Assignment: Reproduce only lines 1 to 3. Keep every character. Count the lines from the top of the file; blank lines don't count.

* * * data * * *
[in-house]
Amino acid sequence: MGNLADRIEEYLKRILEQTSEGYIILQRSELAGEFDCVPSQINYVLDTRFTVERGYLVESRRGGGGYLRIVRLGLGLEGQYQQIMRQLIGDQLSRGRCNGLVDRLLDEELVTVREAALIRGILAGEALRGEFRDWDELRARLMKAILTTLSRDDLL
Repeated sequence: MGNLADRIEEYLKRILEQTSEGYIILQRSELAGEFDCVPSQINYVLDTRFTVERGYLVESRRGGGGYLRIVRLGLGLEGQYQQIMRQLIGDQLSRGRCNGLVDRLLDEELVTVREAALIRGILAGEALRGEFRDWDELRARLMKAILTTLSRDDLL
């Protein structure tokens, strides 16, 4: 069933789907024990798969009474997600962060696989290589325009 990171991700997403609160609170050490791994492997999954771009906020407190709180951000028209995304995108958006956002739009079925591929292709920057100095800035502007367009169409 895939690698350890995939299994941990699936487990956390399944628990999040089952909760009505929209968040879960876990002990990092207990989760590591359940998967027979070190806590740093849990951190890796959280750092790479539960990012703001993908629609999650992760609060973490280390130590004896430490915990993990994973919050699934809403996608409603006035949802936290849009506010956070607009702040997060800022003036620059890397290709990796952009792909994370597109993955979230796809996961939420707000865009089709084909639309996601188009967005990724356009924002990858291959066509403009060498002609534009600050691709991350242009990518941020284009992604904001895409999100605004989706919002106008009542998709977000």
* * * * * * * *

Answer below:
[in-house]
Amino acid sequence: MGNLADRIEEYLKRILEQTSEGYIILQRSELAGEFDCVPSQINYVLDTRFTVERGYLVESRRGGGGYLRIVRLGLGLEGQYQQIMRQLIGDQLSRGRCNGLVDRLLDEELVTVREAALIRGILAGEALRGEFRDWDELRARLMKAILTTLSRDDLL
Repeated sequence: MGNLADRIEEYLKRILEQTSEGYIILQRSELAGEFDCVPSQINYVLDTRFTVERGYLVESRRGGGGYLRIVRLGLGLEGQYQQIMRQLIGDQLSRGRCNGLVDRLLDEELVTVREAALIRGILAGEALRGEFRDWDELRARLMKAILTTLSRDDLL